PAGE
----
New article type verifies experimental reproducibility

Information Systems journal creates “Invited Reproducibility Paper”

The complexity of computational science can contribute to challenges in experimental reproducibility.Reproducibility — the hallmark of scientific research — is still more of an ideal than a practical reality for many research communities in computer and computational sciences. As it now stands, much of the research published in computer science journals and presented at conferences cannot be readily and fully reproduced, raising fundamental questions about the quality and validity of the research and the experimental methods used.

While the situation is not unique to computational sciences (see “Estimating the reproducibility of psychological science” and references therein), there are challenges specific to the field. The complexity of in silico systems, with their many interdependencies and variables; the requirement of precise systems configurations; the great task of documenting and preserving every aspect of the experimental environment; and the effort to validate these conditions present formidable roadblocks to reproducibility.

Invited Reproducibility Papers

For more on Invited Reproducibility Papers, we invite you to read this editorial in Information Systems: Fernando Chirigati et al: “A collaborative approach to computational reproducibility” (March 2016)

The journal

Information Systems coverInformation systems are the software and hardware systems that support data-intensive applications. The journal Information Systems publishes articles concerning the design and implementation of languages, data models, process models, algorithms, software and hardware for information systems. Read more.

Information Systems, a data science journal published by Elsevier, has devised a solution to the question of reproducibility by establishing a new article type: the Invited Reproducibility Paper.

Authors of selected published articles are invited to co-author, with the journal’s reproducibility reviewers, a report by which the experiment described in their published article is reproduced and verified. Authors capture their experimental environment (ReproZip and Docker are recommended to fully package and visualize the experiment), and together with their code and data make it available to the reviewers and readers via Mendeley Data. Invited Reproducibility Papers not only verify the experiment but incentivize both authors and reviewers to participate in reproducibility by creating a publishable and citable article.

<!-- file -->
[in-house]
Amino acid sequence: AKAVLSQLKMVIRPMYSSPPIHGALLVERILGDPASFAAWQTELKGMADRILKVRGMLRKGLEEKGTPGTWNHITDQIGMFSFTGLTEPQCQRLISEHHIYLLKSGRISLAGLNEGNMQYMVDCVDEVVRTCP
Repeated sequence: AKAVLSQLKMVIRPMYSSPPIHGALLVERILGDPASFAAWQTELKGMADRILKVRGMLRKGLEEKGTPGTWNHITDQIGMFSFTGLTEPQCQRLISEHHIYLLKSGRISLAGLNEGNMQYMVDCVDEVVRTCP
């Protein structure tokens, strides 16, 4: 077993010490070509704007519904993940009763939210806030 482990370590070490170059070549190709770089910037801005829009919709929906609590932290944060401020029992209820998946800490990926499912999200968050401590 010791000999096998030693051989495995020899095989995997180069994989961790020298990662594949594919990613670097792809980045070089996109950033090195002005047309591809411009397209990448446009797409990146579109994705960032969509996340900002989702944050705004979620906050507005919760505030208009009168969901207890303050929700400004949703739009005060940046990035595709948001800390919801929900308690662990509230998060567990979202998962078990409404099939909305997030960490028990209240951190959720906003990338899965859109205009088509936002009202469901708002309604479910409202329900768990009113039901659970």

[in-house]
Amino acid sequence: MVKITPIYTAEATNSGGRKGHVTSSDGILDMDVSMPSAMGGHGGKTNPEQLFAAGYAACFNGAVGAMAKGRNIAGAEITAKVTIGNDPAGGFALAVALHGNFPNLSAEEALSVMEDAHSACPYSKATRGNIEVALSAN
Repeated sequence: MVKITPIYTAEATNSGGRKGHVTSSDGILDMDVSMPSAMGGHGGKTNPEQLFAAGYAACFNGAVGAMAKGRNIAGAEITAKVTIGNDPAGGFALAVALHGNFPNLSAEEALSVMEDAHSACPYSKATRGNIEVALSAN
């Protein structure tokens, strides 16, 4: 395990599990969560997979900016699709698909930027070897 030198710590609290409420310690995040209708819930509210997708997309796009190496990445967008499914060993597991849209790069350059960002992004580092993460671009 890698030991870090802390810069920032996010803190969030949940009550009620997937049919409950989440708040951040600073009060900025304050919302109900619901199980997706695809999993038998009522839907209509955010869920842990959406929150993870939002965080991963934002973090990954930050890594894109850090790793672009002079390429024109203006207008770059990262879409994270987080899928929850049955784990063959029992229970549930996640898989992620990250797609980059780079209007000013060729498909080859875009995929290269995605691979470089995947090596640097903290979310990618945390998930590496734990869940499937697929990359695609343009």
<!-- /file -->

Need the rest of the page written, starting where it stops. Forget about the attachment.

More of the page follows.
This initiative is one of various ways Elsevier is helping to improve reproducibility in research through innovative content and technology. Other initiatives include the Minimal Data Standards and Resource Identification Initiative, SoftwareX, and the database linking program together with other provisions to share research data. In the computer science domain, this initiative is a logical continuation of the Executable Paper Grand Challenge and subsequent pilots.

Learn about Executable Papers

This video illustrates a pilot project that resulted from the Executable Paper Grand Challenge. The pilot has since concluded, but it has led the way for initiatives like Invited Reproducibility Papers.

Read about Executable Papers on Elsevier Connect.

Elsevier Connect Contributors

Hylke Koers, PhDDr. Hylke Koers is the Head of Content Innovation at Elsevier, leading a team that is responsible for enhancing the online article format to better capture and present modern-day research. Part of Elsevier's Article of the Future program, this includes improved online presentation, better support and visualization of digital content, and contextualization of the article by linking with data repositories and other sources of trusted scientific content on the web.

Before joining Elsevier in 2010, Hylke received a PhD in theoretical astrophysics from the University of Amsterdam and served as a postdoctoral research associate at the Université Libre de Bruxelles. He is based in Amsterdam.

Rebecca CaponeRebecca Capone is a Publisher for Theoretical Computer Science journals at Elsevier, joining the organization in 2008 after managing Life Science journals for Wiley-Blackwell. She has led various reproducibility initiatives at Elsevier, including co-organizing the 2011 Executable Paper Grand Challenge.

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